James Salter, the Fighter Pilot’s Writer

An excerpt from the novelist’s memoir, Burning the Days.

During his last year Salter was writer-in-residence at the University of Virginia, the first since William Faulkner. (Dan Addison/U.Va. University Communications)

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That night I slept in the mayor’s house, in a feather bed. I say slept but in fact I hung endlessly in the tilted darkness, the landing light pouring down at the large frame house. The wing came off countless times. I turned over in bed and began again.

They came for me the next day and I watched them load the wreckage on a large flatbed truck. I rode back with the remains of the plane. In the barracks, which were empty when I arrived, my bed, unlike the rows of others, was littered with messages, all mock congratulations. I found myself, unexpectedly, a popular figure. It was as if I had somehow defied the authorities. On the blackboard in the briefing room was a drawing of a house with the tail of an airplane sticking from the roof and written beneath, Geisler’s student. I survived the obligatory check-rides and the proceedings of the accident board, which were unexpectedly brief. Gradually transformed into a comedy, the story was told by me many times, as I had felt, for a shameless instant, it would be that night when the boughs of the first tree hit the wings before I saw the second. There was a bent, enameled Pratt and Whitney emblem from the engine that I kept for a long time, until it was lost somewhere, and years later a single unsigned postcard reached me, addressed care of the Adjutant General. It was from Great Barrington. We are still praying for you here, it said.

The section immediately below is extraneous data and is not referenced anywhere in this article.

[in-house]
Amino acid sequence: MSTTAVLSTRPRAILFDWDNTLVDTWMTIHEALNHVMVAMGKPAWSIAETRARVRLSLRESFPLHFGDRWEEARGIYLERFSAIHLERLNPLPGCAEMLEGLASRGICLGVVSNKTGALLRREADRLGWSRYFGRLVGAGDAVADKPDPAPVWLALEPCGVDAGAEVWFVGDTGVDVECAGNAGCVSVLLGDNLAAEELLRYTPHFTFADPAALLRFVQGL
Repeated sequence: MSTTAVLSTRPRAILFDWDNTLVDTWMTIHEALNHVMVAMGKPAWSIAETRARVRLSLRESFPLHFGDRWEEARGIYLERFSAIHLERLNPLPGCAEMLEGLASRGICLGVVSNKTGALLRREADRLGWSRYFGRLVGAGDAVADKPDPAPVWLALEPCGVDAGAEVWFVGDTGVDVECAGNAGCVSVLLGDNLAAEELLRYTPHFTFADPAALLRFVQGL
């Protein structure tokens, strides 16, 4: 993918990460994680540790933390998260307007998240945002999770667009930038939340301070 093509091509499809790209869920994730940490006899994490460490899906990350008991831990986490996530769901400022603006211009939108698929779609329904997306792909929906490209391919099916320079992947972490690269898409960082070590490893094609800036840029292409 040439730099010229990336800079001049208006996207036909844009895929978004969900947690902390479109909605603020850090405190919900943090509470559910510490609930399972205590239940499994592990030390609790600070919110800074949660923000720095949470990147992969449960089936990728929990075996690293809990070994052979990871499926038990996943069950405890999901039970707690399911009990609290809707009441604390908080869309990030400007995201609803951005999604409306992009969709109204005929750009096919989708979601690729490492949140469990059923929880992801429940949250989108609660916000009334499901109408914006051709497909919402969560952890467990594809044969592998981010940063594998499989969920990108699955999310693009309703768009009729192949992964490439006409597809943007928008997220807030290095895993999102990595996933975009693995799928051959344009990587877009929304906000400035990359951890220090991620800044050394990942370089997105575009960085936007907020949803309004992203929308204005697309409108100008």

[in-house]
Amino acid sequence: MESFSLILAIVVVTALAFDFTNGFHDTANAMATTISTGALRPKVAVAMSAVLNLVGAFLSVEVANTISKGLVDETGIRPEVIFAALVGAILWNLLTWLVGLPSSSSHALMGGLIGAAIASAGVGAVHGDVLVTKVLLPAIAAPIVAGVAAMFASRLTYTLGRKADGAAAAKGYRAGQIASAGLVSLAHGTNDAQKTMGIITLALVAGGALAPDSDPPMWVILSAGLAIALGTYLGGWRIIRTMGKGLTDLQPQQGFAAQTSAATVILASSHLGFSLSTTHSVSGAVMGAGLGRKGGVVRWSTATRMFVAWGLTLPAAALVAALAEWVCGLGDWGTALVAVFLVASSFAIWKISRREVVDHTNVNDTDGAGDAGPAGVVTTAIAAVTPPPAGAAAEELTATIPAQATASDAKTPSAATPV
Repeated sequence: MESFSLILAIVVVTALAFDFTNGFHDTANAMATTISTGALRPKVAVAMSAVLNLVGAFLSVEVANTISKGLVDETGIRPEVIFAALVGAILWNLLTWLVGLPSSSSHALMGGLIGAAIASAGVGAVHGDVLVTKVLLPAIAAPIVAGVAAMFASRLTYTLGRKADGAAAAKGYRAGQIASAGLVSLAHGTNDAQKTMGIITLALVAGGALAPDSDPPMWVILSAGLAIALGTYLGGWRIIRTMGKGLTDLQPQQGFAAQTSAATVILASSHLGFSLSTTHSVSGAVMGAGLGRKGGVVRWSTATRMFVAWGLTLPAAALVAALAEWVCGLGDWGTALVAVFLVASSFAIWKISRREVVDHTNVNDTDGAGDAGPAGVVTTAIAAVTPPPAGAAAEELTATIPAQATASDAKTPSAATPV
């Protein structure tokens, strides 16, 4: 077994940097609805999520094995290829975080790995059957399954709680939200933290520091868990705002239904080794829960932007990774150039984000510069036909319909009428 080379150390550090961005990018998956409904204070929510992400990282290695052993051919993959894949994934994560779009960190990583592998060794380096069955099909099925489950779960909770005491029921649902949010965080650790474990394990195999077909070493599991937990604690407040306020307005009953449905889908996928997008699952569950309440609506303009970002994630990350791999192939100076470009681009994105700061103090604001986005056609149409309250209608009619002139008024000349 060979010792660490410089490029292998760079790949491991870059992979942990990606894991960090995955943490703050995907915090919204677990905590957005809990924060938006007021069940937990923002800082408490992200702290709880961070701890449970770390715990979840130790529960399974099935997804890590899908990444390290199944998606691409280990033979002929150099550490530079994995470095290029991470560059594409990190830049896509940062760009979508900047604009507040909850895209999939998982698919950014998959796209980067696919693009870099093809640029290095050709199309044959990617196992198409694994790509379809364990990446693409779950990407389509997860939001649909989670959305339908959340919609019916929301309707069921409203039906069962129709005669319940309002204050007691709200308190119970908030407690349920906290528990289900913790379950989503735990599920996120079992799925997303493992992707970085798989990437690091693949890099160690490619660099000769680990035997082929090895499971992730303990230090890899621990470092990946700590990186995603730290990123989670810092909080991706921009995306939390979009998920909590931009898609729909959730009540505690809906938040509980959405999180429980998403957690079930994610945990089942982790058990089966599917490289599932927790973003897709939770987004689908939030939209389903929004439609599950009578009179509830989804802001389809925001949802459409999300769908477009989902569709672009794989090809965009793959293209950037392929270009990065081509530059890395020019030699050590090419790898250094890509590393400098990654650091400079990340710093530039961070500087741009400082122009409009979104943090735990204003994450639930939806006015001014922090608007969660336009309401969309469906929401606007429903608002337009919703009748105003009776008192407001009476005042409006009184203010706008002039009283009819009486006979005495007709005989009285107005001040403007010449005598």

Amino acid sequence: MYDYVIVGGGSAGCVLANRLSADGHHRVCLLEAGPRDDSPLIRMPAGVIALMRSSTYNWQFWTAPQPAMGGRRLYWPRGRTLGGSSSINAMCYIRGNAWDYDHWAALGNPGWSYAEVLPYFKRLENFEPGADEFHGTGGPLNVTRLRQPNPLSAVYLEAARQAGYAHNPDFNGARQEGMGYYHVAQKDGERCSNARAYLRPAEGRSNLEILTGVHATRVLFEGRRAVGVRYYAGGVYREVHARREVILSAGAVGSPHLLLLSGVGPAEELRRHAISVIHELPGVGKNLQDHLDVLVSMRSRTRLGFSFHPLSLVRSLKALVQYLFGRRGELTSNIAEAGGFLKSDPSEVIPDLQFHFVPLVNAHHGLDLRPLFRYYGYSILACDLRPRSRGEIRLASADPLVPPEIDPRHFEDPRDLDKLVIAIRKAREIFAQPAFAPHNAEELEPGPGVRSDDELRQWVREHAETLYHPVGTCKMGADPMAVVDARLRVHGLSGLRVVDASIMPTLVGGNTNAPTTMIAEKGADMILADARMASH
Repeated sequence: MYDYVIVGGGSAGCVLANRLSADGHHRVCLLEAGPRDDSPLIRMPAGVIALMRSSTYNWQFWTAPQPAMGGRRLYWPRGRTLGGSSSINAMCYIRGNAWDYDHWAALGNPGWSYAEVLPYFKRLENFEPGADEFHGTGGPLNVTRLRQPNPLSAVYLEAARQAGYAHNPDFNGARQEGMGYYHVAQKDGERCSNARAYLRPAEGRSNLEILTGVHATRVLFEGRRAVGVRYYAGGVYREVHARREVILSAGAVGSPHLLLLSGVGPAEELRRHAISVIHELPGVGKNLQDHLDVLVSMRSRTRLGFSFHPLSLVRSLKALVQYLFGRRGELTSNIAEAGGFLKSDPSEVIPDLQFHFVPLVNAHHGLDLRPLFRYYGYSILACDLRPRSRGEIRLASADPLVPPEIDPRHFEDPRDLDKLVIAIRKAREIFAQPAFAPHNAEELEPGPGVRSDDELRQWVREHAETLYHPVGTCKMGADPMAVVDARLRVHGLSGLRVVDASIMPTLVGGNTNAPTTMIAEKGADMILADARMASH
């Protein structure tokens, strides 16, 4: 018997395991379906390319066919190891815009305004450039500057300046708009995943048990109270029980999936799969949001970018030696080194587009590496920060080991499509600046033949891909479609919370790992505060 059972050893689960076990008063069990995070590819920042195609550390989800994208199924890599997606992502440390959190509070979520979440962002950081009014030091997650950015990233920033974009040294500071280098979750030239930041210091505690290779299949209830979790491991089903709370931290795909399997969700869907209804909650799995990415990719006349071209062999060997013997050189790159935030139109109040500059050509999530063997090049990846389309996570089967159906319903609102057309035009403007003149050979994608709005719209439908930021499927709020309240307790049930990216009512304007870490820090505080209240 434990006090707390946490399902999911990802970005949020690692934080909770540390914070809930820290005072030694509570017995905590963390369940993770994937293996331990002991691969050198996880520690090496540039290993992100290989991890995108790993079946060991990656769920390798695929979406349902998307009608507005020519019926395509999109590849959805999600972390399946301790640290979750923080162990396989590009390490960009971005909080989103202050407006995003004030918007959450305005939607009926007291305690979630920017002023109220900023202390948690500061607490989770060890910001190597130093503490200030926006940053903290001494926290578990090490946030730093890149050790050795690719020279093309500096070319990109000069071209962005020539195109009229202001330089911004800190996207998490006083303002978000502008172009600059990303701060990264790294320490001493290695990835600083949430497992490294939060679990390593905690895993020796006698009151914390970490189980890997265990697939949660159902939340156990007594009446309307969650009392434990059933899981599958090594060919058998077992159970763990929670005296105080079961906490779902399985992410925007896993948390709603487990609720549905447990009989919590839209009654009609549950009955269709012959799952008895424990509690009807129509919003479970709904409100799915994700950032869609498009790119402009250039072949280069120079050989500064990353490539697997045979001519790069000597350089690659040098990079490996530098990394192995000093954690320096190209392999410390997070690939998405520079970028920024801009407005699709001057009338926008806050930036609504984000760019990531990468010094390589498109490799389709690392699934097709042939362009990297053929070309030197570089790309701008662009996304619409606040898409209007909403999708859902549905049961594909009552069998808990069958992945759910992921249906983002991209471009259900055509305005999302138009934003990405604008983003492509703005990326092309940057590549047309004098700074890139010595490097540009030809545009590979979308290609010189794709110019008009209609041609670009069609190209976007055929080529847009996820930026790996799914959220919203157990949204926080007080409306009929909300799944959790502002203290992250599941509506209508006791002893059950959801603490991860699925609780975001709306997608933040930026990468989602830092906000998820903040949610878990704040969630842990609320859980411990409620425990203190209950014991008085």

Excerpt from BURNING THE DAYS: RECOLLECTION by James Salter, copyright © 1997 by James Salter. Used by permission of Random House, an imprint and division of Penguin Random House LLC. All rights reserved.


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